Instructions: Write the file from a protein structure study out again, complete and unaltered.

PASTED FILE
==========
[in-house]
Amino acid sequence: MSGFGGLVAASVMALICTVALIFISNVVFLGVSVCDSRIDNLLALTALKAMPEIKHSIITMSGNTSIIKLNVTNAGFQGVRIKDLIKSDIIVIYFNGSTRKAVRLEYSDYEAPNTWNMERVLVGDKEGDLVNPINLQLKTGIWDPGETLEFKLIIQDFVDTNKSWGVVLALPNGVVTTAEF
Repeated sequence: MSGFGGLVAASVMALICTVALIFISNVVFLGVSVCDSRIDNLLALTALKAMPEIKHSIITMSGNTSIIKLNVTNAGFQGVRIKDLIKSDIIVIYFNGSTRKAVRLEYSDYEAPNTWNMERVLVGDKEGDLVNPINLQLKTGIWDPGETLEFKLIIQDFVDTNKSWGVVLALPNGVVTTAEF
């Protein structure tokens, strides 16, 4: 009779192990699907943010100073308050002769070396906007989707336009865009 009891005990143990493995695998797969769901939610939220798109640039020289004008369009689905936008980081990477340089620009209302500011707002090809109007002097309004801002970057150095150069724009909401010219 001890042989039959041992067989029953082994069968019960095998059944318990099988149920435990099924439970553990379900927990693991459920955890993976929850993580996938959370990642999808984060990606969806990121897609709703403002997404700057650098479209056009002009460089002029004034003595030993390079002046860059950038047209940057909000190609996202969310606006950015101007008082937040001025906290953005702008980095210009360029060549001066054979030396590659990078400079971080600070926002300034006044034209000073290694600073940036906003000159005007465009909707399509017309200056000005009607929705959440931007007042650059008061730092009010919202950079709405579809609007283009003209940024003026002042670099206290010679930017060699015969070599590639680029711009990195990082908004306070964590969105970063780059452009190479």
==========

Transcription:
[in-house]
Amino acid sequence: MSGFGGLVAASVMALICTVALIFISNVVFLGVSVCDSRIDNLLALTALKAMPEIKHSIITMSGNTSIIKLNVTNAGFQGVRIKDLIKSDIIVIYFNGSTRKAVRLEYSDYEAPNTWNMERVLVGDKEGDLVNPINLQLKTGIWDPGETLEFKLIIQDFVDTNKSWGVVLALPNGVVTTAEF
Repeated sequence: MSGFGGLVAASVMALICTVALIFISNVVFLGVSVCDSRIDNLLALTALKAMPEIKHSIITMSGNTSIIKLNVTNAGFQGVRIKDLIKSDIIVIYFNGSTRKAVRLEYSDYEAPNTWNMERVLVGDKEGDLVNPINLQLKTGIWDPGETLEFKLIIQDFVDTNKSWGVVLALPNGVVTTAEF
């Protein structure tokens, strides 16, 4: 009779192990699907943010100073308050002769070396906007989707336009865009 009891005990143990493995695998797969769901939610939220798109640039020289004008369009689905936008980081990477340089620009209302500011707002090809109007002097309004801002970057150095150069724009909401010219 001890042989039959041992067989029953082994069968019960095998059944318990099988149920435990099924439970553990379900927990693991459920955890993976929850993580996938959370990642999808984060990606969806990121897609709703403002997404700057650098479209056009002009460089002029004034003595030993390079002046860059950038047209940057909000190609996202969310606006950015101007008082937040001025906290953005702008980095210009360029060549001066054979030396590659990078400079971080600070926002300034006044034209000073290694600073940036906003000159005007465009909707399509017309200056000005009607929705959440931007007042650059008061730092009010919202950079709405579809609007283009003209940024003026002042670099206290010679930017060699015969070599590639680029711009990195990082908004306070964590969105970063780059452009190479």